I’ve been giving some thought to the peaks and valleys that make up this landscape called life.
At times, the mountains we are tasked with climbing seem impossibly high, while the valleys into which we descend seem far from the sun’s light. We traverse raging rapids, as well as enjoy the occasional respite of a gentle stream; we feel the burn of blistering heat, and the cooling waves of a much-needed breeze. This landscape translates into joy, sorrow, pleasure, pain, and a myriad of other experiences and emotions.
There are obstacles. Some, we experience for a few passing moments, while others, we battle or endure for the better part of a lifetime. Some, we choose. Others are chosen for us, by environment, by circumstance, maybe even by our genes.
We each have a deeply personal experience while we are here on this earth. No two lives are exactly alike. We each fight battles that at times, are very difficult to understand.
But here’s something we can understand:
Casting stones is a choice. Further, casting stones can be cast aside.
It’s understandable that we want to explain the difficulties of life. As humans, we have an innate need to explain what’s going on around us. ‘What’s the root cause?’ we want to know. Why is someone dealing with disease, disability, illness, cancer, depression, divorce, abuse, violence, or some other trial?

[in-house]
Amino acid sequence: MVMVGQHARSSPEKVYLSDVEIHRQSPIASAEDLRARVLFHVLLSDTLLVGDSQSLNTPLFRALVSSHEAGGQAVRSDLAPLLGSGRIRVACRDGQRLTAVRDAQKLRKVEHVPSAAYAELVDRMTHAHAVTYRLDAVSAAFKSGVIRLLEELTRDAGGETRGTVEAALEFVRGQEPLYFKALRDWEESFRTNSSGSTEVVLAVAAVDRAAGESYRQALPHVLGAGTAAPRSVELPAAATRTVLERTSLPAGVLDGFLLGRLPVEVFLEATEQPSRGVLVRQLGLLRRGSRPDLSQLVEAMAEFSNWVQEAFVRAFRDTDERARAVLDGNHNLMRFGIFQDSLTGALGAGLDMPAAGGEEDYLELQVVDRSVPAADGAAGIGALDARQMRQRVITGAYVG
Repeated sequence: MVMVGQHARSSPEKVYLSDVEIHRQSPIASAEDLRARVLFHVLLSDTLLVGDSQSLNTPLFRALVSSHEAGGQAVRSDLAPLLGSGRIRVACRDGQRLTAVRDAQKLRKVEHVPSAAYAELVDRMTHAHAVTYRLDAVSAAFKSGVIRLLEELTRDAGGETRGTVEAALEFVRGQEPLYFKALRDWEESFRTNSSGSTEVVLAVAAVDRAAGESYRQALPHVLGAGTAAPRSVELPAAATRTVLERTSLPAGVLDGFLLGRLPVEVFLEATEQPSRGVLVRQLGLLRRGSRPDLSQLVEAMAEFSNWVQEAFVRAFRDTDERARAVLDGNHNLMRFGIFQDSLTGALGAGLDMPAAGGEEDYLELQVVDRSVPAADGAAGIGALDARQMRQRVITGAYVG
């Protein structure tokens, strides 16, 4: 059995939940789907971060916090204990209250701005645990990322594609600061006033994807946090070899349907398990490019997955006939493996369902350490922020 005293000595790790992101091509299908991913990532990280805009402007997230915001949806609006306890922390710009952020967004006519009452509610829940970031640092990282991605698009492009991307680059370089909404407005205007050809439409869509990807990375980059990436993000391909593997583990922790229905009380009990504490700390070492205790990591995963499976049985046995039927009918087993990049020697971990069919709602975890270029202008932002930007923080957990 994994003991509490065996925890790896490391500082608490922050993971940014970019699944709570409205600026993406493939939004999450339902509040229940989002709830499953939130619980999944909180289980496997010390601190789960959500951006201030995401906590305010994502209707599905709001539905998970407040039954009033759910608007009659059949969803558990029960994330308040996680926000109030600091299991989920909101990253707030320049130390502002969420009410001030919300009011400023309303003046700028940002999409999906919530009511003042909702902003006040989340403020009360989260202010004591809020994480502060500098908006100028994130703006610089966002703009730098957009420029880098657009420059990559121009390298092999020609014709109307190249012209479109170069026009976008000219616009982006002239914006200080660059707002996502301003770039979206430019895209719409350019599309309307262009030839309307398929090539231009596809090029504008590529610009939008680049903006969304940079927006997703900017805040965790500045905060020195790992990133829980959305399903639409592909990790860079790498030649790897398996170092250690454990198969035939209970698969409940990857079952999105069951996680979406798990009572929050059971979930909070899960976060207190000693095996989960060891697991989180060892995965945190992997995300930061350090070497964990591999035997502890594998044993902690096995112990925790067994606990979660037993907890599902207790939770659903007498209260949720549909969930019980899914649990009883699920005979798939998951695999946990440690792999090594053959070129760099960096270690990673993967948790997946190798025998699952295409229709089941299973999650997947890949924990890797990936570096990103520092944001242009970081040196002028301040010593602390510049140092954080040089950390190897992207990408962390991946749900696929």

In some cases, answers are readily available. Other times, there are no answers – or at least, no satisfactory answers. Regardless of the answers or lack of them, regardless of how the obstacle came about, we have a choice in how we respond to those who are suffering. We have a choice in how we educate, teach, and spread awareness about these things that trouble us.
Whether we lift and encourage, or diminish and discourage – it’s a choice.
This doesn’t mean that we can’t share our deeply personal journeys of pain and heartache. It doesn’t mean that we have to turn a blind eye to injustice, burying painful experiences deep within ourselves, for fear of inadvertently casting a stone. It also doesn’t mean that we have to agree with everything and everyone.
It does mean that we should be less judgmental of the heartache and suffering of others.
It means when we see others suffering, robbed, stripped, and dying along the proverbial highway of life, rather than haughtily distancing ourselves while wondering how they brought about such misfortune, we choose to follow the example of the Good Samaritan.
We show compassion.
We bind wounds.
We give shelter.
We treat them as we would want to be treated.
Instead of casting stones, we can choose to pave pathways of hope.
Our struggles here on this earth are part of the reason we’re here. They bring about learning and growth. They give us the chance to lift each other, share our experiences, and ultimately, to choose whom we will serve and how we will live our lives.
Our loving Heavenly Father has far more compassion for our broken spirits and bodies than we can fully comprehend. Only He truly knows our minds and our hearts.